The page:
A Look Back: Which Credit Card Predictions Came True in 2017?
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As frequent travelers look ahead to a new year of new credit card offers, I’m taking a look back to reflect on the past 12 months of news for cardholders and see which of my credit card predictions came true over the past year. Here’s my personal report card. Feel free to grade my performance in the comments below, and weigh in with the developments from this year that mattered most to you.
Prediction in 2016: APRs will increase.
This prediction wasn’t exactly tough to make. As the outlook for the US economy has strengthened, it was clear that the Federal Reserve would continue to raise interest rates. Whatever the Fed does trickles down to the variable rates that cardholders pay if they carry a balance. The nationwide average APR currently sits at 16.15%, nearly a full percentage point higher in a year-over-year comparison with 2016. That upward climb will continue. If you’re carrying a balance, paying it down to zero should be at the top of your list of resolutions for 2018.
Prediction in 2016: Banks will reevaluate bonus opportunities.
At the end of last year, I speculated that banks would reevaluate whether it made sense to offer massive sign-up bonuses to attract new cardholders. All those rewards have carried a hefty price tag. It certainly feels like the bonus party has died down a bit this year. The Chase Sapphire Reserve 100k bonus disappeared, and American Express warned that anyone who wants to game the system can lose their points. However, there are some promising signs for the sign-up bonus landscape. In November, four travel credit cards offered their highest-ever sign-up bonuses for a limited time.
There have been reminders that bigger bonuses are reserved for bigger spendings. The new Bank of America Premium Rewards credit card offers a 50,000-point sign-up bonus after $3,000 in spend in the first 90 days, which is in line with the industry’s norms, but the card’s biggest earnings potential kicks in for BofA customers who can deposit $100,000 in a checking, savings or investment account with the bank. Chase copied the move with targeted offers to entice Sapphire Reserve cardholders to deposit $100k into a Private Investment account. Those offer aren’t exactly going to appeal to, you know, average customers.
Still, there have been simpler ways to earn smaller bonuses. For example, if you use the Platinum Card from American Express, you might be able to score an easy additional 10,000 Membership Rewards points before the end of the year with just 10 purchases.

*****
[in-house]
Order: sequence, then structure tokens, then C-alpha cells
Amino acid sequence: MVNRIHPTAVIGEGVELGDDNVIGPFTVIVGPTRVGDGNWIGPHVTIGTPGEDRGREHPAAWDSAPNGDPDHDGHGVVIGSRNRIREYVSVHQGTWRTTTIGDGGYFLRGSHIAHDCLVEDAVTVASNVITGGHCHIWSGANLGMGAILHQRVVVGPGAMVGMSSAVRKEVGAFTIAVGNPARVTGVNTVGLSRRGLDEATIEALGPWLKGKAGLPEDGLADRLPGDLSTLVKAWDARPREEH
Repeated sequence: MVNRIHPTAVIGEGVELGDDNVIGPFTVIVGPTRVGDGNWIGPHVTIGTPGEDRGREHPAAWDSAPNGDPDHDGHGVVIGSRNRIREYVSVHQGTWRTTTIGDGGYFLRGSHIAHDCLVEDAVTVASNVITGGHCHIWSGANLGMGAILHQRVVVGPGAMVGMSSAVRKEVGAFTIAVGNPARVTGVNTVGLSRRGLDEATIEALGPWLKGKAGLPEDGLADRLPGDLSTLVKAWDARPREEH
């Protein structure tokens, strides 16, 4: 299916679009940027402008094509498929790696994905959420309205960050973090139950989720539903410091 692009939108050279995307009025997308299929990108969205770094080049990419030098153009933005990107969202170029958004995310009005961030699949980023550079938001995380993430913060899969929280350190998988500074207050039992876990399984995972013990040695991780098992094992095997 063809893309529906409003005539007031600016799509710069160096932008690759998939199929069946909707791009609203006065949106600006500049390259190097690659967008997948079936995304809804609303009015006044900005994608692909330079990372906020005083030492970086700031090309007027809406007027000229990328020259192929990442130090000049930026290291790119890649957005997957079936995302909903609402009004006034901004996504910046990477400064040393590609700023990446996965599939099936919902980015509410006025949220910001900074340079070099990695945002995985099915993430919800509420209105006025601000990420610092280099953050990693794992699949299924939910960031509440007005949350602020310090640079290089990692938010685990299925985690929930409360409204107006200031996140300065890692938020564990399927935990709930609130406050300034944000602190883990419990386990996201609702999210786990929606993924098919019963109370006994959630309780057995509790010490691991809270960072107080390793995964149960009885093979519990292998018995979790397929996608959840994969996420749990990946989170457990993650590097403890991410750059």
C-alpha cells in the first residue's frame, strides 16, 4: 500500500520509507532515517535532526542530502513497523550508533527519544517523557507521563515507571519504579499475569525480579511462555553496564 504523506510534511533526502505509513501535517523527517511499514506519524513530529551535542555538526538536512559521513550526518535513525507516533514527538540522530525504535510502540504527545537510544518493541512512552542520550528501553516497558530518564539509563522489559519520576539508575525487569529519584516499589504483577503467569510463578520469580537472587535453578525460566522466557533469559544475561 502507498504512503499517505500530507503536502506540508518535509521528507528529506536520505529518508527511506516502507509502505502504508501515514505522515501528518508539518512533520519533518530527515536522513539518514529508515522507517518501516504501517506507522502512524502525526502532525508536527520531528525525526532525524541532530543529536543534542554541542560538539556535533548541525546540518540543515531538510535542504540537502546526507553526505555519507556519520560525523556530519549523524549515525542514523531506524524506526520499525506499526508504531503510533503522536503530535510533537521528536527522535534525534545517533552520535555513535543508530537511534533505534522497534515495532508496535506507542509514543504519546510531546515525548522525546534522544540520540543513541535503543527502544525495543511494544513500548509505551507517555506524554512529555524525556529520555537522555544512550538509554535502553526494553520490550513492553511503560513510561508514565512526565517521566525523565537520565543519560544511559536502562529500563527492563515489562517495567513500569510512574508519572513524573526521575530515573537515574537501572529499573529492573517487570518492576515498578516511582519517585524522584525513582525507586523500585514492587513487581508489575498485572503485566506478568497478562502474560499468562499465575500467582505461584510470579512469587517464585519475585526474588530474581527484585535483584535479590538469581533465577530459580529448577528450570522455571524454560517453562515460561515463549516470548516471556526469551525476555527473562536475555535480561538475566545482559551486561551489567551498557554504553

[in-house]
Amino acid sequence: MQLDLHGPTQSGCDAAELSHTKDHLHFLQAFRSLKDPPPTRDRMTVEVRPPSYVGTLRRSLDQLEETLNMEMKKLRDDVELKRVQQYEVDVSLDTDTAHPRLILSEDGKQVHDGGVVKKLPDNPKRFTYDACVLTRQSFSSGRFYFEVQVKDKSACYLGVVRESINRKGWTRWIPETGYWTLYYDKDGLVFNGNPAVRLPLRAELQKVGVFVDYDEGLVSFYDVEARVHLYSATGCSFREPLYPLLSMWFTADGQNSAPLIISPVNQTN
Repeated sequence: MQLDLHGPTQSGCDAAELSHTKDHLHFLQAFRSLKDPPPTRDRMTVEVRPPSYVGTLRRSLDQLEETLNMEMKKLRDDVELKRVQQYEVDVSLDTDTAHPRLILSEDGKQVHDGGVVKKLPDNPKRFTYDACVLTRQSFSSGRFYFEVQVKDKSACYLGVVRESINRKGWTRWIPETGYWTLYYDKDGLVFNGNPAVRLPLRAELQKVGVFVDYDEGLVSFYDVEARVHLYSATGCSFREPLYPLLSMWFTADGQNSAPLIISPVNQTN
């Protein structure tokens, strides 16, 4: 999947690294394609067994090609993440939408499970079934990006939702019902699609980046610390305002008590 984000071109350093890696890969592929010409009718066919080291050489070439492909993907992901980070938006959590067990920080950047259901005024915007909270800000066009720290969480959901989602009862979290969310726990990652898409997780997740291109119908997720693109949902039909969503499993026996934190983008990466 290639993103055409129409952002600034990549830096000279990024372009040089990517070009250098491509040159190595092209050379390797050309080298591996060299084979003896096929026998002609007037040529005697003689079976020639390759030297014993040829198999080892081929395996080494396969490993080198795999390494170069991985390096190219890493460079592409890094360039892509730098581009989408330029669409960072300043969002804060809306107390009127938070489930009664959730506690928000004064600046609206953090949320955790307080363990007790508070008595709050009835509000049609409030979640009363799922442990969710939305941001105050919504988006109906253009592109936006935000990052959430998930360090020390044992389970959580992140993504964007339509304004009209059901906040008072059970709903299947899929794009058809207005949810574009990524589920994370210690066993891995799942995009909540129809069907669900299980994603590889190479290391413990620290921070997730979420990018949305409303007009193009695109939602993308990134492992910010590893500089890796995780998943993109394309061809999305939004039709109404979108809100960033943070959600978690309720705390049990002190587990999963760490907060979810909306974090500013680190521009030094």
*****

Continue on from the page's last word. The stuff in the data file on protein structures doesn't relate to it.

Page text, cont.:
Prediction in 2016: Debt will climb to the sky.
Again, not the toughest prediction to make, based on American spending habits. Last summer, Americans set a not-so-great record: the highest debt in history with $1.02 trillion in revolving debt collectively. According to TransUnion, there are more than 171 million Americans with credit cards — approximately 21 million more than in 2010.
Prediction in 2016: Swiping will disappear.
Major merchants have embraced chip payments, but I’m still swiping my card at gas stations, my neighborhood grocery store and a number of other retail outlets. However, the extinction of swiping isn’t the big story here. The real news is that the need for signatures is disappearing. Mastercard, Discover and American Express have all announced plans to do away with the need for a personal autograph on a receipt.
Prediction in 2016: Mobile payments will make a bigger impact.
We’re all used to using our smartphones to do loads of tasks, but paying for purchases does not seem to be one of them. Smartphone users aren’t yet sold on mobile payments, according to a recent report from Auriemma Consulting Group. The research showed that mobile payments have declined by 5% this year due to concerns about security and challenges at checkout. Banks obviously still believe in the potential of mobile payments. Chase just signed a deal with Kroger, the biggest grocery store chain in the US, to start using the Chase Pay mobile wallet services. Getting customers to actually use the service clearly isn’t going to be an easy task, though.
What’s in store for 2018? Check out some new predictions here.
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